The Witching Bonds: Witchcraft and Human Trafficking in Africa

During her ordeal, Tupa experienced a brutal and terrorizing witchcraft ordeal. While it is not always something you hear about, witchcraft and healing are a thriving industry in Africa. And it is clear that some trafficking rings are using it to indoctrinate individuals into a life of slavery.    


Raising the topic of African witchcraft can be a tricky business, it brings up all the specters of the exotic and primitive African, the discernable “other” of a shameful colonial past when Africans were an indistinguishable category on the lowest rungs of the social evolutionary ladder. Under today’s lens of intense historical scrutiny, it brings to mind uneasy images of the pompous colonial administrator as much as it does the primal tribesman.  One can easily picture the colonial autocrat and amateur antiquarian just returned from the field offering up native barbarisms on Zulu sorcery to a rapt audience of well-to-do Victorian ladies in the lush sitting room of the London Geographic Society.  It was all just raucous good fun and part of the fascinating asides and dashing tales of life among the aboriginals from the emissaries of progress and enlightenment.  It is hard not to cringe when reading early accounts from government officials – as well as a long line of explorers, anthropologists, and missionaries – whose collective gaze seemed especially fixated on witchcraft, sorcery, and the like, in most cases because it was so exemplary of the singular “problem” that Africa posed as a whole.  Over time, what developed was a reluctance to write about or even acknowledge the topic, nobody wanted to touch upon an area where the slightest misstep opened you up to critiques of neocolonial assumptions from Edward Said and an angry mob of post-modernists, narrative deconstructionists and cultural disciplinarians. 


 Meanwhile, witchcraft not only endured in Africa, but grew.  Far from being an archaic feature of those elusive “traditional cultures” doomed to extinction by outside contact, witchcraft continues to be a simple fact of life across much of Africa.  Eventually, the misgivings associated with acknowledging witchcraft gave way to the obvious realities.  While writing about witchcraft in Africa continues to be somewhat ticklish, and carries with it a strong potential for reifying every cultural assumption and bias about Africa that we would like to think ourselves rid of, we have at least gotten past our willful ignorance of its very existence.  Witchcraft is now generally acknowledged as alive and well across the continent.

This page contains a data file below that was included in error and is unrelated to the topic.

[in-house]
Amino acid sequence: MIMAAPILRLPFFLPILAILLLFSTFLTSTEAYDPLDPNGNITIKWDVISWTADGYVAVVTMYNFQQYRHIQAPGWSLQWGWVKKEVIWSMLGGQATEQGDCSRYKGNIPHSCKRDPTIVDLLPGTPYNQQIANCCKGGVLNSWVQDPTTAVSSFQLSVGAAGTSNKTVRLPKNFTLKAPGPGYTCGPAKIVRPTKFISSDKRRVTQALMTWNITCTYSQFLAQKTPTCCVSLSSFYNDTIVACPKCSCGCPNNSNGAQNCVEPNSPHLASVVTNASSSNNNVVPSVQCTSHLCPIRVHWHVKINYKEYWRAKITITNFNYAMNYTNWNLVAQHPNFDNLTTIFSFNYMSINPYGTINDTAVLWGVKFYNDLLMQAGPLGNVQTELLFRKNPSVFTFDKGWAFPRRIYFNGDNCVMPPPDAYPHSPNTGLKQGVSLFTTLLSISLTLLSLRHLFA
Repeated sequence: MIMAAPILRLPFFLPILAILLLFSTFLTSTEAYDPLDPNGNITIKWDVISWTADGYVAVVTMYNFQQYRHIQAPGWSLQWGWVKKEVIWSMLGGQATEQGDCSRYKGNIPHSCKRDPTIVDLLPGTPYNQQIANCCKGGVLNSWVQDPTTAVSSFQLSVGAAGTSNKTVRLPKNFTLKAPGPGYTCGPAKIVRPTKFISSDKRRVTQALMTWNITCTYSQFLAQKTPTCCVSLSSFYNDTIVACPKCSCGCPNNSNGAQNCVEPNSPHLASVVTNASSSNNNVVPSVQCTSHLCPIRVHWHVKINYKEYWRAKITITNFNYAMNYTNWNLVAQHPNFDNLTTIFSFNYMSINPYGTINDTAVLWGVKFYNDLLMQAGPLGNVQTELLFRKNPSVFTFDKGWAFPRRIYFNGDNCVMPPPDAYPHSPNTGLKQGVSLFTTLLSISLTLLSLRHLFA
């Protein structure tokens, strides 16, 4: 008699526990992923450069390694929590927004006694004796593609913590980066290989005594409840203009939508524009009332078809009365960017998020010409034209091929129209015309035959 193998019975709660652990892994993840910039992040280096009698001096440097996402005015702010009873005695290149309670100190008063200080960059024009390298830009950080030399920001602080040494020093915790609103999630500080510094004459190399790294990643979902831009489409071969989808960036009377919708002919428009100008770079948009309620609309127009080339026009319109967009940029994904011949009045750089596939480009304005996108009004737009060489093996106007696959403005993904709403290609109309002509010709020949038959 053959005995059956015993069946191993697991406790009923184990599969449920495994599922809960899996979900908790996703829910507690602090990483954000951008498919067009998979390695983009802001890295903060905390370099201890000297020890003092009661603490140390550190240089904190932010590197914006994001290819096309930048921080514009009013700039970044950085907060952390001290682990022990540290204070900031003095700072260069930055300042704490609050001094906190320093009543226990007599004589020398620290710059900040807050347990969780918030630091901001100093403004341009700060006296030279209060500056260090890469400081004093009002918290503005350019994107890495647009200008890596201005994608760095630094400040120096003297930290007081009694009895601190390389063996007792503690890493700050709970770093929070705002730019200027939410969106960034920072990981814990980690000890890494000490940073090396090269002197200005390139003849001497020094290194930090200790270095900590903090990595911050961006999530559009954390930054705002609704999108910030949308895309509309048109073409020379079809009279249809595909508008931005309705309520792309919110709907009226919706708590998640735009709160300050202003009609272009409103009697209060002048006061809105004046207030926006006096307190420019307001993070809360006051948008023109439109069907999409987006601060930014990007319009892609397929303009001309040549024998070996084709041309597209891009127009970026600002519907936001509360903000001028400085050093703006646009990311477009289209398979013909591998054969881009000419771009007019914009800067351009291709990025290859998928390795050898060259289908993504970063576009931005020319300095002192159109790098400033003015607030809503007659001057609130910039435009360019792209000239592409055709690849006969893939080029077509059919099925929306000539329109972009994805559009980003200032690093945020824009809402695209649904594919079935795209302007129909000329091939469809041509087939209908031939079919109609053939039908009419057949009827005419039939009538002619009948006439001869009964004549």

In Africa, witchcraft, sorcery, and the “occult economies” – to borrow a term from anthropology – is in many ways the counterforce to the “healing” industry.  Healing is big business – you need only search the local classifieds section of most newspapers to find a long list of healers, herbalists, diviners, prophets, rainmakers, and individuals who are willing to identify the true causes of your personal misfortunes.  There are “traditional healers” in every town and village; you can pay a quick visit to one on your way to buy a bottle of cooking oil at the local shop.  In some countries, there are national organizations and societies that offer certification and regulate membership, graduate from one of these and you can even hang a diploma on your wall.  For those whose lives are lived from earliest childhood with a deep respect for the ancestors and other forces that lie somewhere between God and the living world, an intermediary who can work on your behalf is both normal and necessary.   Most things can be obtained if only the proper healer is at hand: a job, love, rain for your crops, better health, greater fertility, or a victory for your favorite soccer team.  The most acclaimed healers are rumored to have powerful patrons ranging from presidents to popular musicians and other celebrities.


The healing industry merges into other areas, most notably the proliferation of the independent church movement.  Some of these organizations have garnered extraordinary reach and influence.  For example, Chris Oyakhilome (known widely as “Pastor Chris”) is a Nigerian televangelist faith healer who runs several T.V. channels, has an established internet presence including over a million followers on Twitter, and operates an extensive international “prayer network” that doubles as an efficient fundraising strategy. Oyakhilome has been widely criticized for his miracle healing sessions in which he purports to cure HIV among most other diseases and physical disabilities.  His ministry might easily be described as the African version of the televangelist faith healer, and in many ways it is, but there is more to it than that.  Oyakhilome’s “Believers’ Love World Incorporated” spearheads a massive network of independent churches across Africa that combine Christian doctrine with local belief systems, many of which utilize healing and divining practices that are easily recognized and even widely touted as “traditional.”  One can find the local version of “Pastor Chris” in almost any area.  Independent churches are blenders for categories like “Traditional healer,” “Christian faith healer,” and “pastor,” all of which are thrown into the pot and stirred up in order to create something with a truly unique, regional flavor.